Disappointment. It's hard to take. It comes into the picture when the reality we face is not what we would choose for ourselves.
There's the awe shucks kind of disappointment on the one hand, and then there's the kind of disappointment that reaches our heart and makes us hurt so deeply we can hardly breathe.
And when our hearts hurt, we are forced to do some soul searching. We reexamine what we know to be true. Disappointment can be agonizing and make us feel paralyzed in time. It can be life changing. Disappointment comes in all shapes and sizes, and it doesn't matter how old we are or how hard we try to avoid it. It hits us when we don't want it to.
Disappointment interrupts the perfect lives we think we need in two ways. From one direction, disappointment comes from circumstances completely beyond our human control, some thing in our life that just isn't the way we want it to be, some news we didn't want to hear, some event we wished had turned out differently, results we weren't expecting. Despite our best and good and honest efforts, it cannot be helped, and we have to deal with it. That's one source of disappointment. Then there's the disappointment that comes from people. It's inherit in our nature as human beings. No matter how much we love, we disappoint, and we are disappointed. People do not meet the expectations we have for them. Whether we like it or not, at some point, those closest to us disappoint us. People run from the truth, create some false sense of reality, act in ways that we know are not good. People make mistakes, choices that are clearly wrong or unhealthy. It's so easy for us to see, and it seems nearly impossible for them to see. Sometimes bad choices turn into long lasting bad habits we cannot understand. People end up hurting themselves and others. Sometimes, we disappoint ourselves, and there's no one else to blame. It is frustrating. It can be devastating and even life threatening.
And in a world of disappointment, sometimes we have to deal with both disappointing, uncontrollable circumstances and disappointing people all at the same time. That can be a lot to handle at once. Why am I writing all this? Well, because that's where I found myself not too long ago, and I am struggling to work through it. Heartbroken. Deflated. Exhausted. Out of words. Because, don't you know, not even our most convincing arguments and our most devoted efforts can change our disappointment. It's there, here, now what?
Like everything else in my life at this point, I am trying to figure out how God wants me to see and deal with this disappointment I have in front of me. What does God want me to do with it? My own first reaction is to get mad and scream it's not fair, like a child! I feel powerless, and I don't like it The truth is, though, we are never powerless because we have God power at our fingertips. That's my biggest resource, I know, but how do I tap into it? Because just knowing I have God on my side, although it gives me comfort, doesn't tell me exactly how to handle myself and it.
So, I turn to the best, often overlooked, "how-to" guide on faithful living, the Bible. Yeah, those people are so yesterday, but their stories are timeless, priceless good advice, God's Living Words on what works and what doesn't. Heartbroken. Deflated. Exhausted. Out of words. Disappointed. That's me.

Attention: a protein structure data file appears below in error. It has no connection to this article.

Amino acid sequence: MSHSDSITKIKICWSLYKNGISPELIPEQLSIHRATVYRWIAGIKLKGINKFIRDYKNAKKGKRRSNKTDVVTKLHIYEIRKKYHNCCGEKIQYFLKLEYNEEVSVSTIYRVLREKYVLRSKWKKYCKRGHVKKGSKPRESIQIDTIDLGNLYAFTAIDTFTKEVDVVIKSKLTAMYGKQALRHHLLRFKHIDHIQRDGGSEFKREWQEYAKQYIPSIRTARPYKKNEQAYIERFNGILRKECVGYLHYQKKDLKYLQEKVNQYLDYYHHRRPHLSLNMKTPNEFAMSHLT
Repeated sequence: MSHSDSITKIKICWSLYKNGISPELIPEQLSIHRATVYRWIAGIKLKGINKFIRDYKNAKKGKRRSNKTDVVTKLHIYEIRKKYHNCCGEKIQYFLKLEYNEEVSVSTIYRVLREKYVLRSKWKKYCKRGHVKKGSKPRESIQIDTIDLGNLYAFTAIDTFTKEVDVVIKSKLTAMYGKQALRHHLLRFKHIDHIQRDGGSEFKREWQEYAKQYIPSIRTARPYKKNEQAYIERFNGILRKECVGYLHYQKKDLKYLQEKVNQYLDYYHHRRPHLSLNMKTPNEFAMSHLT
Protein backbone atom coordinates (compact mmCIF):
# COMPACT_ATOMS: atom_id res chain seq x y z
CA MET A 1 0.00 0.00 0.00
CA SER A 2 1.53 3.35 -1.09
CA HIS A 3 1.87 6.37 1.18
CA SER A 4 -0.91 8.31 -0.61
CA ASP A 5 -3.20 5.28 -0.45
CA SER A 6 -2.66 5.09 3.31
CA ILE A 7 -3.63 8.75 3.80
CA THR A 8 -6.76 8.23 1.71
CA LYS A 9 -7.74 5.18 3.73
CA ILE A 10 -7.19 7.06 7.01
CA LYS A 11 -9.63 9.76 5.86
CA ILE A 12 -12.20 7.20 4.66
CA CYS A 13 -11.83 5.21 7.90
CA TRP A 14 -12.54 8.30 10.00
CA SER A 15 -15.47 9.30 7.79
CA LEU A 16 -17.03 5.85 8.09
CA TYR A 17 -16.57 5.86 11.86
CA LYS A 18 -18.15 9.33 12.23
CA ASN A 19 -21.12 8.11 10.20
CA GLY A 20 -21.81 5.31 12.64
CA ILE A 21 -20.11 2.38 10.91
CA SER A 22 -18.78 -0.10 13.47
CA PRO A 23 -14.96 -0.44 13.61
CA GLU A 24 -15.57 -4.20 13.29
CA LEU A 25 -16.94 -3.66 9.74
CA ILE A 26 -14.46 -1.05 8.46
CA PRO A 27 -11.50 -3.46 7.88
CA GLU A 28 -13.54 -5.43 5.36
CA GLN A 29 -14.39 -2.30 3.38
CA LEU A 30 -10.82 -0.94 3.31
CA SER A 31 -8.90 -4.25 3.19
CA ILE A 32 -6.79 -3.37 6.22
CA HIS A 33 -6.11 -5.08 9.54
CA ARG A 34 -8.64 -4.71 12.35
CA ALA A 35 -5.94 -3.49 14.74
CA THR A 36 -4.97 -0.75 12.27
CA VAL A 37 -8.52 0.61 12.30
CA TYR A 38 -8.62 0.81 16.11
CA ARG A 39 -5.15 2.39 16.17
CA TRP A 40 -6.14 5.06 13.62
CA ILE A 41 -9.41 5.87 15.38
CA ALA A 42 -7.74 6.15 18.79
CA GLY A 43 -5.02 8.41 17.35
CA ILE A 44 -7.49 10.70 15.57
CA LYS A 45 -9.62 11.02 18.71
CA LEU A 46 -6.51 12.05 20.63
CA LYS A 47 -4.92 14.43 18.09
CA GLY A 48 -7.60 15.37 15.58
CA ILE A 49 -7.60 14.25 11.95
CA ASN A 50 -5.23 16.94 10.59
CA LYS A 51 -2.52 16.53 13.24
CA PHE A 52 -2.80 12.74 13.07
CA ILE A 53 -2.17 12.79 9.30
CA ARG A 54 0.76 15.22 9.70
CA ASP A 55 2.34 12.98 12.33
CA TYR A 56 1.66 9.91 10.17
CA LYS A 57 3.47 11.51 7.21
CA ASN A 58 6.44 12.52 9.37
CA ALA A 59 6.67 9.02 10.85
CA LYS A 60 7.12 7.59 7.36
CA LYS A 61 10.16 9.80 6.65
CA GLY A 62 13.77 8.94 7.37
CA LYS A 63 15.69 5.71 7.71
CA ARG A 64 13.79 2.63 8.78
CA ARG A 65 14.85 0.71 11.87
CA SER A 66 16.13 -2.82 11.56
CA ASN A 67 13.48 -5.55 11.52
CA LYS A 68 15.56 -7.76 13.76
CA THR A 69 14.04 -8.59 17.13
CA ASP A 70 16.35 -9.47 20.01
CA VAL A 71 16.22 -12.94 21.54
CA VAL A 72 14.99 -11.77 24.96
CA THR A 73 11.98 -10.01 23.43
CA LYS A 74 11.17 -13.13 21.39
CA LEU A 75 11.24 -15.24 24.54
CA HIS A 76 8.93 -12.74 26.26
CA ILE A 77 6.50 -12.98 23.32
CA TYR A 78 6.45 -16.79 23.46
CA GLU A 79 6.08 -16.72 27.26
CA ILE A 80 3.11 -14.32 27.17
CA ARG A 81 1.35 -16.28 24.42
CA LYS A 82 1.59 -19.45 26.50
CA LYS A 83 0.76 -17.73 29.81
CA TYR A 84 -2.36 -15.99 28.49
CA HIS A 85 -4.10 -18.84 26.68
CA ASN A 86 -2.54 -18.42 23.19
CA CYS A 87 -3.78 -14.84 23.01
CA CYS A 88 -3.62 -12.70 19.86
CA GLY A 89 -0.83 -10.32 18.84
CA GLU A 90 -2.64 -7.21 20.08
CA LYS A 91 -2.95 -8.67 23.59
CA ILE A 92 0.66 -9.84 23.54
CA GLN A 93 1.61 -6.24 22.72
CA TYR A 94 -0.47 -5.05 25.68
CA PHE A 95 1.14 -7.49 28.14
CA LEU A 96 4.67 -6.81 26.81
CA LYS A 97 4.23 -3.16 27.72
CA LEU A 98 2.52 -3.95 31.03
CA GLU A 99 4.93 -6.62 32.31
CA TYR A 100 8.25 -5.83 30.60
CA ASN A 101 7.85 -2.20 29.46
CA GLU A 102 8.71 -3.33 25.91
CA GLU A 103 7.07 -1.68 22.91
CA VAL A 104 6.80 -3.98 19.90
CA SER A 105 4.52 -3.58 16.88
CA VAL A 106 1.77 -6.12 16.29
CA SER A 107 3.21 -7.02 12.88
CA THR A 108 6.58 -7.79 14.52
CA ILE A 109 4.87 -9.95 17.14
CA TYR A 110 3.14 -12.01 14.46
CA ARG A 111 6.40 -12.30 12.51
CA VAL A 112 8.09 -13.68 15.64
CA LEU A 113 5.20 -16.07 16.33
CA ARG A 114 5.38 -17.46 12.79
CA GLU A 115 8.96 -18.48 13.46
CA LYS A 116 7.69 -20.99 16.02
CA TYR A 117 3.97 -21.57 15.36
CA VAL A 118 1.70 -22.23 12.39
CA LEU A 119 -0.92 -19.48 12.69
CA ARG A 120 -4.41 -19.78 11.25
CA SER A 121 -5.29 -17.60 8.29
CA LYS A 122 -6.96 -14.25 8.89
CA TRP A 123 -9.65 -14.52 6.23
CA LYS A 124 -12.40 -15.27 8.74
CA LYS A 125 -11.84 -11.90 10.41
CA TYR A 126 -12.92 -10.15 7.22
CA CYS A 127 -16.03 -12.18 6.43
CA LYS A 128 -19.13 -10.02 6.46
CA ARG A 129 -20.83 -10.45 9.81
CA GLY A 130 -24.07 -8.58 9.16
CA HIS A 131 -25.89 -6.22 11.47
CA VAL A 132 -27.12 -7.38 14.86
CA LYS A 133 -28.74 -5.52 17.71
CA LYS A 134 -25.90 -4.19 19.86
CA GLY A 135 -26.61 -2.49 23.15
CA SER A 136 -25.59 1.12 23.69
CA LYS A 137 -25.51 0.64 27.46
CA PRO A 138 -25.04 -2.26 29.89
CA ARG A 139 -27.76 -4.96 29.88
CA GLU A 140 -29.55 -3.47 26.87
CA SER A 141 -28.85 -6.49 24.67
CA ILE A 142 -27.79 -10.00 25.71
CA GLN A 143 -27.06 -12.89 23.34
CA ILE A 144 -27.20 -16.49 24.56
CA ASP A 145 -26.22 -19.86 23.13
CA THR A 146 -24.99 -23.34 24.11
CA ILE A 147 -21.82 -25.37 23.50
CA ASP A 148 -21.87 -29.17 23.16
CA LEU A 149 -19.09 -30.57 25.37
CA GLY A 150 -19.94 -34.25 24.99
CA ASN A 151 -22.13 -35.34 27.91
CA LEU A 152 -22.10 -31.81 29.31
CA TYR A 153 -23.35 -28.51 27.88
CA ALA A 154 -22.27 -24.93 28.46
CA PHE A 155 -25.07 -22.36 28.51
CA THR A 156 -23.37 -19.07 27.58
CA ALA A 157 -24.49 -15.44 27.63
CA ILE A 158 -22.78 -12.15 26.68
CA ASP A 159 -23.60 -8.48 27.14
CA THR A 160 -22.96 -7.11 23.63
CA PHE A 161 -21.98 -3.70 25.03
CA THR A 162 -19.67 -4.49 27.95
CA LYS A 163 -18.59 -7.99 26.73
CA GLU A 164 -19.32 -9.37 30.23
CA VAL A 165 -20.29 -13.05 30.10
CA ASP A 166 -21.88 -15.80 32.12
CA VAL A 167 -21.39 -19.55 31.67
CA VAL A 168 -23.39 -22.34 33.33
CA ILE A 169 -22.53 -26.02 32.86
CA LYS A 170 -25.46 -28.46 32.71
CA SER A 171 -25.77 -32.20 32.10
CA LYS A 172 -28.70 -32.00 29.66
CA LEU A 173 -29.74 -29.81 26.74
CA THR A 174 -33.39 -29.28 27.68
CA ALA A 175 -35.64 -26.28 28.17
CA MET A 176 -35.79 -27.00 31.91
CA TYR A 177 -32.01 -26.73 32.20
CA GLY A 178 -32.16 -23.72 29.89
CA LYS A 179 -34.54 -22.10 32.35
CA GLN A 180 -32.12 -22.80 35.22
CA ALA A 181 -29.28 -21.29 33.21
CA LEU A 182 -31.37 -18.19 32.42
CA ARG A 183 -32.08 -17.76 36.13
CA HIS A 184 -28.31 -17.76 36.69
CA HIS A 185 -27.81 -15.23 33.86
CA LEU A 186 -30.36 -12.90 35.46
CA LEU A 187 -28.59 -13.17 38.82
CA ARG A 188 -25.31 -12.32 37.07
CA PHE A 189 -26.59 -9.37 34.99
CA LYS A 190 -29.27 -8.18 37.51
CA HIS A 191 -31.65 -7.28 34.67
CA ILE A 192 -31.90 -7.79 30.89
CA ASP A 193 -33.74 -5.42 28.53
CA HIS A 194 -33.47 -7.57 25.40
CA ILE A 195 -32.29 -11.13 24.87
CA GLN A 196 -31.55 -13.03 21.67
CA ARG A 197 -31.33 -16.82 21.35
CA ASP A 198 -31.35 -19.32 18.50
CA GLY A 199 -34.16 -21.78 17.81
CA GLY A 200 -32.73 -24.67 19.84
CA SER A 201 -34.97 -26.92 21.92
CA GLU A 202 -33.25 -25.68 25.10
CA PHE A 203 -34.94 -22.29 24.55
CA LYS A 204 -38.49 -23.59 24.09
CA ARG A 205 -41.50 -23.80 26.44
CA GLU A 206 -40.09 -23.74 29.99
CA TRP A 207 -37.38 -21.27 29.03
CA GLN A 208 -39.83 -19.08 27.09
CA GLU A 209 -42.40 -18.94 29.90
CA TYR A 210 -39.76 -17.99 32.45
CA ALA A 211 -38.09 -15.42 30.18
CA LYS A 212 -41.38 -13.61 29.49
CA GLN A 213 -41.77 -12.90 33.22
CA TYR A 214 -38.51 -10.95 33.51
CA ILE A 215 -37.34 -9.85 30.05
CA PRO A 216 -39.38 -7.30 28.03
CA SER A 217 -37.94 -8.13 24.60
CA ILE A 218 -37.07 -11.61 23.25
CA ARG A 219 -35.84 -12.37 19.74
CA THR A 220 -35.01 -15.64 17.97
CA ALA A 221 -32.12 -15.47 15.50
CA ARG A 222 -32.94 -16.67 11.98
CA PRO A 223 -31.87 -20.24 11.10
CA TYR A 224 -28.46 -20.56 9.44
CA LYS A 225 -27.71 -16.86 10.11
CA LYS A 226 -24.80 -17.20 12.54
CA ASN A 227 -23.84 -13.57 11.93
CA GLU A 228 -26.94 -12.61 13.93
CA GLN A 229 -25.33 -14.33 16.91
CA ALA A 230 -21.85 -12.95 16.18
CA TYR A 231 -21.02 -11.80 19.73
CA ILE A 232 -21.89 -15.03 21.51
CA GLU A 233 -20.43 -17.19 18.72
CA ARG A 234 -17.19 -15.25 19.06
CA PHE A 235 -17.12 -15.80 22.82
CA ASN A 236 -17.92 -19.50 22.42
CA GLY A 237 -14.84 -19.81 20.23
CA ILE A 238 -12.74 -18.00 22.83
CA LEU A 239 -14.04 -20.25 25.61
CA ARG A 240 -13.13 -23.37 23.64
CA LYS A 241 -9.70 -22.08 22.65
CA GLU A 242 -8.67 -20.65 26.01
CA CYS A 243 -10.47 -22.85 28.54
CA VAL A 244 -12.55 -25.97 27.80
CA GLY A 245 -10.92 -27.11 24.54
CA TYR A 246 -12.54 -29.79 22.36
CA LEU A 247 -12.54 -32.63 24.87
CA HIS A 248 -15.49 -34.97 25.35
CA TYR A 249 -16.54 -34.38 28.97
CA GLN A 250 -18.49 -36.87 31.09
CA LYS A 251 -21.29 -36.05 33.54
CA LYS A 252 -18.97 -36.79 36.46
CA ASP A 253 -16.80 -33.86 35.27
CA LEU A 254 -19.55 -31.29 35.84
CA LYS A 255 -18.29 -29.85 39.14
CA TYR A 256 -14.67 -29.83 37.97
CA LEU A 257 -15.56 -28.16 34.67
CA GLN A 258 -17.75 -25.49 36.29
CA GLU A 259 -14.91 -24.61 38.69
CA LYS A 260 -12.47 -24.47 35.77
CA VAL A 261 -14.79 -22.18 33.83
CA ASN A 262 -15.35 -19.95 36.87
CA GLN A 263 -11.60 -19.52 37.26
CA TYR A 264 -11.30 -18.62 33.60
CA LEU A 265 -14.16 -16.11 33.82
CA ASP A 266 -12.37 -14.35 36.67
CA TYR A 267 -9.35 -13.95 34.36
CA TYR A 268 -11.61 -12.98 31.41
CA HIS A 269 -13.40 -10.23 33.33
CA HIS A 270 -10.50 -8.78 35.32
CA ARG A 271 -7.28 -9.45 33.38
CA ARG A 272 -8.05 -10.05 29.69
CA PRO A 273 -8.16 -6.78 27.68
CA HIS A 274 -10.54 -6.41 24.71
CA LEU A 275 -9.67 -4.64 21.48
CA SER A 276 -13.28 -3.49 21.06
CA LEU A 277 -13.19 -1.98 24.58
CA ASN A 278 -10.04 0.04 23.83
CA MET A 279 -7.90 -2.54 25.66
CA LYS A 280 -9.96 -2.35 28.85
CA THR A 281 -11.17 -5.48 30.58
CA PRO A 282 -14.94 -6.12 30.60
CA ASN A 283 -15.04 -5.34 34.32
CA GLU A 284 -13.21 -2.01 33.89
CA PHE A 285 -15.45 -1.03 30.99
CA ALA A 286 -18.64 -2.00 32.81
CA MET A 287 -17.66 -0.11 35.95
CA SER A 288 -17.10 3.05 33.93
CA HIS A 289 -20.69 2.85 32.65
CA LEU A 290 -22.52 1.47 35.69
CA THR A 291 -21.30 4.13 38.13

That was also Abraham and Sarah when they couldn't conceive a child for so long. I am pretty sure it wasn't in their plan to be starting over and having babies in their very old age when they expected to be retired and relaxing. I am reminded of all Joseph went through because of his brothers' ridiculous jealousy. Joseph couldn't have been very happy or excited about being sold into slavery and sent far away for countless hard years. I think of Balaam and his stubborn pain for a donkey who wouldn't work with him to get him where he wanted to go. I think about John the Baptist, faithfully doing what God called him to do (in the wilderness of all places), the very man who prepares the way for Jesus and baptizes Him. That poor man's head was served to some mean, ignorant people on a platter. I am pretty sure that's not the way John would have chosen to go if he had his say. And let's not forget, the story of the Prodigal Son. I am sure that loving father wished his son would have made better choices and spared him a ton of sleepless nights and heartache instead of running away. There's also Jonah, Ruth and Naomi, Job, Samuel and David, and Daniel. These are all stories in the Bible of disappointments that faithful people had to face, and there are many more like these.
I find hope and inspiration in these stories. Why? Because even though all of these people made plenty of mistakes along the way, God used every one of their stories for good and His glory (Romans 8:28). With God, our biggest disappointments serve even bigger purposes. God loves a good story for His glory.
I certainly wish I could come up with a step by step guide that would guarantee all of us a way out of disappointment that we so desperately want (and are sure we need). Unfortunately, as soon as we think it couldn't possibly get any worse, it sometimes does. Just when we think we have things figured out, we don't. There's no predictable process. Disappointments are like life, up and down, but what's at the heart of trusting God when we are hurting the most? Our answer is Jesus, and not just because He died for us and saves us from our sins. Look at Him. Draw near to Him. There is no better example. He was the only perfect person to walk the face of the earth and live a sinless life. He did things the right way. Not only was He God in the flesh, He too, faced disappointment and struggled. Reread His story about being betrayed, tortured, nailed to a cross, and murdered (Matthew 26-28). So when disappointment comes our way, the writer of Hebrews seems to agree, we have to ask ourselves, WWJD. What would Jesus do?